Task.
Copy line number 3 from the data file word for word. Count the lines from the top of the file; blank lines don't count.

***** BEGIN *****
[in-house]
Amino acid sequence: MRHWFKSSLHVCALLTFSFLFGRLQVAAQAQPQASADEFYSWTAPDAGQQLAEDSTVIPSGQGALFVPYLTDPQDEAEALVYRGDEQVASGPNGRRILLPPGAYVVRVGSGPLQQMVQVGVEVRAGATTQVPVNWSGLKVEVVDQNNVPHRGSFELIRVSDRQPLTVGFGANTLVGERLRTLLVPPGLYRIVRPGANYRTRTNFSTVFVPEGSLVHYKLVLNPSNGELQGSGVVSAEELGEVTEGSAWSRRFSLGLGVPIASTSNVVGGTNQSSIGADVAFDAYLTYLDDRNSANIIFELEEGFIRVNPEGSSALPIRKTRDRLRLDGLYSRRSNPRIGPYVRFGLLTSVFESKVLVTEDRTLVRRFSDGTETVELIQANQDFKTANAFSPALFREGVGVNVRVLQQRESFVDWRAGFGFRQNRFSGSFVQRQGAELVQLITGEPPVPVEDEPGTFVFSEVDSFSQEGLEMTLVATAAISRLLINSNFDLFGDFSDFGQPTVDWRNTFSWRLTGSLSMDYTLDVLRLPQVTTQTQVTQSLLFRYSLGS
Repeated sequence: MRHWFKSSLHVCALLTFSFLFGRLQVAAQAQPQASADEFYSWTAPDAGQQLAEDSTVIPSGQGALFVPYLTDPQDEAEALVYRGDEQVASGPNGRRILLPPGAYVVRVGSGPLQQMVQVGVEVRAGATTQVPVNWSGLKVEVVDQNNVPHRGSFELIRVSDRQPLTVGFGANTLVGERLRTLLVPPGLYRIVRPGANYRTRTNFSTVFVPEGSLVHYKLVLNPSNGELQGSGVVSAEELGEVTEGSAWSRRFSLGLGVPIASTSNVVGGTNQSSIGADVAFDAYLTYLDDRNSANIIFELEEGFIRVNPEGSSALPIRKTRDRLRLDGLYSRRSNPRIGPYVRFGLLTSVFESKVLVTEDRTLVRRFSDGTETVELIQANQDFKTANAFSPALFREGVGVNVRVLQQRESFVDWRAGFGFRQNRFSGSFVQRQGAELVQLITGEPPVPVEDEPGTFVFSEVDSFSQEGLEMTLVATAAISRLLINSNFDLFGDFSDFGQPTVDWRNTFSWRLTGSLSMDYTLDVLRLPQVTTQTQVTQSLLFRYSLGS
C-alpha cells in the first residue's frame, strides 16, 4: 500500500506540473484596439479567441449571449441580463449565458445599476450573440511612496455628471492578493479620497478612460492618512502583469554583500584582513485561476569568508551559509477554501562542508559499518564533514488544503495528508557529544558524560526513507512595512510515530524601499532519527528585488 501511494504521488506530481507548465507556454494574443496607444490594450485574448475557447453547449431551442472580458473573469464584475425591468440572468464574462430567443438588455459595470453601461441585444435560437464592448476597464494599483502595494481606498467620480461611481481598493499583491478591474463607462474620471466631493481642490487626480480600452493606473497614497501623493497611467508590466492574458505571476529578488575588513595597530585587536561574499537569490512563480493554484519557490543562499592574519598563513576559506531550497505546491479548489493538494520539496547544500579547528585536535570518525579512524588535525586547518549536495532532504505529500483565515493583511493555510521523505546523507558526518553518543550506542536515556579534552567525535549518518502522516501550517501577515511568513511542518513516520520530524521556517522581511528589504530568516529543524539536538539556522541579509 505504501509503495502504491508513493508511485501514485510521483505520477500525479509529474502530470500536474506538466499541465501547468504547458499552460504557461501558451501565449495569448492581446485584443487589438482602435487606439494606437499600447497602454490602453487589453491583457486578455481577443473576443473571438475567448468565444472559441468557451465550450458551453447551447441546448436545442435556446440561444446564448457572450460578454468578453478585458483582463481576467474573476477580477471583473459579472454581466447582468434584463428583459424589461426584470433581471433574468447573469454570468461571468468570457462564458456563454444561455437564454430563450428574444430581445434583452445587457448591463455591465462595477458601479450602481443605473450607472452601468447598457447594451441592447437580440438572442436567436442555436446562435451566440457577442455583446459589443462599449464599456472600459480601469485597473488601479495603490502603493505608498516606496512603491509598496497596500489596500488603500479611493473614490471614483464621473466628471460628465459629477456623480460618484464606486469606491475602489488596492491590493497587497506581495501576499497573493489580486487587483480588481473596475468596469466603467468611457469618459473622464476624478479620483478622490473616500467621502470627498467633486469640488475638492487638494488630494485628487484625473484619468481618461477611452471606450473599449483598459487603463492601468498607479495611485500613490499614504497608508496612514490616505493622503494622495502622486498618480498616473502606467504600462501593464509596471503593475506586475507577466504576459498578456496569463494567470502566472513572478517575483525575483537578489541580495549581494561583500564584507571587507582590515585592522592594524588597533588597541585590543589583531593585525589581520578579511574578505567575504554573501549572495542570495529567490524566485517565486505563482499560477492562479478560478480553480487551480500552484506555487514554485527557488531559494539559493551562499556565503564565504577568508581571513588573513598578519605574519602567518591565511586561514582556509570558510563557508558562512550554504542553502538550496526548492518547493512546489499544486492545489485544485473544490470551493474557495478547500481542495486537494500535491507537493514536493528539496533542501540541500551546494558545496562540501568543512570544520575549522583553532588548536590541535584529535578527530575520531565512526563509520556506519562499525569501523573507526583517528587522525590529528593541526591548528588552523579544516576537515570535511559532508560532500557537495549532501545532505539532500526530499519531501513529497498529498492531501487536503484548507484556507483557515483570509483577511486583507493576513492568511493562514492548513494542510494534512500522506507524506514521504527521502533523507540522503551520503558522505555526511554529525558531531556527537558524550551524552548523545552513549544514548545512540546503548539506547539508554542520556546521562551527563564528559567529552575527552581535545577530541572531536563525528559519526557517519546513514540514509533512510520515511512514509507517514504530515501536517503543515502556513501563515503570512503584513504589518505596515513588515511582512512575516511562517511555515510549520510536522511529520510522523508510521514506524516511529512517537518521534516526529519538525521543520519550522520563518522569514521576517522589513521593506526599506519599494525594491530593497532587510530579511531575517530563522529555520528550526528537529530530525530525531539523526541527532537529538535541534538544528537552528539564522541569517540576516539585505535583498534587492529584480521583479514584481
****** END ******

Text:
Repeated sequence: MRHWFKSSLHVCALLTFSFLFGRLQVAAQAQPQASADEFYSWTAPDAGQQLAEDSTVIPSGQGALFVPYLTDPQDEAEALVYRGDEQVASGPNGRRILLPPGAYVVRVGSGPLQQMVQVGVEVRAGATTQVPVNWSGLKVEVVDQNNVPHRGSFELIRVSDRQPLTVGFGANTLVGERLRTLLVPPGLYRIVRPGANYRTRTNFSTVFVPEGSLVHYKLVLNPSNGELQGSGVVSAEELGEVTEGSAWSRRFSLGLGVPIASTSNVVGGTNQSSIGADVAFDAYLTYLDDRNSANIIFELEEGFIRVNPEGSSALPIRKTRDRLRLDGLYSRRSNPRIGPYVRFGLLTSVFESKVLVTEDRTLVRRFSDGTETVELIQANQDFKTANAFSPALFREGVGVNVRVLQQRESFVDWRAGFGFRQNRFSGSFVQRQGAELVQLITGEPPVPVEDEPGTFVFSEVDSFSQEGLEMTLVATAAISRLLINSNFDLFGDFSDFGQPTVDWRNTFSWRLTGSLSMDYTLDVLRLPQVTTQTQVTQSLLFRYSLGS